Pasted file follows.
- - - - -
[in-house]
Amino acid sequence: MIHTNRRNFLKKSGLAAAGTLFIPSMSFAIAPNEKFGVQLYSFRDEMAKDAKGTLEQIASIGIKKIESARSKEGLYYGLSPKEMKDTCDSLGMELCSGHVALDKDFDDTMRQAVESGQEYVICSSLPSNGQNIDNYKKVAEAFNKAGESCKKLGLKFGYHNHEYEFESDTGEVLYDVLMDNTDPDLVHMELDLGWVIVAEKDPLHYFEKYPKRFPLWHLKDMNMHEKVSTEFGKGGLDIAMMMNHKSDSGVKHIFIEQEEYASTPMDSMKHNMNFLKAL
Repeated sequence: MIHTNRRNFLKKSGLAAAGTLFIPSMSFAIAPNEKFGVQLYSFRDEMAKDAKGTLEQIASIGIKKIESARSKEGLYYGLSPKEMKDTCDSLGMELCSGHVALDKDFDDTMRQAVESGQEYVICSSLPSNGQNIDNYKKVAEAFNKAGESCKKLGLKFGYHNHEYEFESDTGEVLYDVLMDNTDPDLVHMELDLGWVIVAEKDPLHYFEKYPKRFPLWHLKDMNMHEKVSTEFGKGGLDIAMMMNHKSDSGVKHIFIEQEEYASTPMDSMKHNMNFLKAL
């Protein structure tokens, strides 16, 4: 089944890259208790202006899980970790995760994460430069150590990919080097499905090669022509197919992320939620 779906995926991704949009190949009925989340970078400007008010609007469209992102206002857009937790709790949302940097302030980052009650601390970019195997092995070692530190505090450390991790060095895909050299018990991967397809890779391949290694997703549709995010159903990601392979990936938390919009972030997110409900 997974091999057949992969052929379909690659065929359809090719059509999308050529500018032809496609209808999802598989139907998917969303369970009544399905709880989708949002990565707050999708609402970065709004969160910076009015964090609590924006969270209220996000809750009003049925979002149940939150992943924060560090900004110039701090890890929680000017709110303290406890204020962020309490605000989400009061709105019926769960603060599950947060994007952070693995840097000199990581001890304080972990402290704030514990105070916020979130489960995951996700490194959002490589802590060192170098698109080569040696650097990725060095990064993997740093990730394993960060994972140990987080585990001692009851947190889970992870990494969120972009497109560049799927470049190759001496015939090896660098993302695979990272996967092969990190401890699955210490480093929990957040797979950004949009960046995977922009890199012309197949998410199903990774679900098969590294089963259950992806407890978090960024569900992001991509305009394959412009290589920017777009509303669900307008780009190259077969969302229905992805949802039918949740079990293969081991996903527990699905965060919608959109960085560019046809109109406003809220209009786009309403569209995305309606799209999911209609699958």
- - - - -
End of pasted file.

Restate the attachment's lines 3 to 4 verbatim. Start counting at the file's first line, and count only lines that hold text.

Repeated sequence: MIHTNRRNFLKKSGLAAAGTLFIPSMSFAIAPNEKFGVQLYSFRDEMAKDAKGTLEQIASIGIKKIESARSKEGLYYGLSPKEMKDTCDSLGMELCSGHVALDKDFDDTMRQAVESGQEYVICSSLPSNGQNIDNYKKVAEAFNKAGESCKKLGLKFGYHNHEYEFESDTGEVLYDVLMDNTDPDLVHMELDLGWVIVAEKDPLHYFEKYPKRFPLWHLKDMNMHEKVSTEFGKGGLDIAMMMNHKSDSGVKHIFIEQEEYASTPMDSMKHNMNFLKAL
């Protein structure tokens, strides 16, 4: 089944890259208790202006899980970790995760994460430069150590990919080097499905090669022509197919992320939620 779906995926991704949009190949009925989340970078400007008010609007469209992102206002857009937790709790949302940097302030980052009650601390970019195997092995070692530190505090450390991790060095895909050299018990991967397809890779391949290694997703549709995010159903990601392979990936938390919009972030997110409900 997974091999057949992969052929379909690659065929359809090719059509999308050529500018032809496609209808999802598989139907998917969303369970009544399905709880989708949002990565707050999708609402970065709004969160910076009015964090609590924006969270209220996000809750009003049925979002149940939150992943924060560090900004110039701090890890929680000017709110303290406890204020962020309490605000989400009061709105019926769960603060599950947060994007952070693995840097000199990581001890304080972990402290704030514990105070916020979130489960995951996700490194959002490589802590060192170098698109080569040696650097990725060095990064993997740093990730394993960060994972140990987080585990001692009851947190889970992870990494969120972009497109560049799927470049190759001496015939090896660098993302695979990272996967092969990190401890699955210490480093929990957040797979950004949009960046995977922009890199012309197949998410199903990774679900098969590294089963259950992806407890978090960024569900992001991509305009394959412009290589920017777009509303669900307008780009190259077969969302229905992805949802039918949740079990293969081991996903527990699905965060919608959109960085560019046809109109406003809220209009786009309403569209995305309606799209999911209609699958």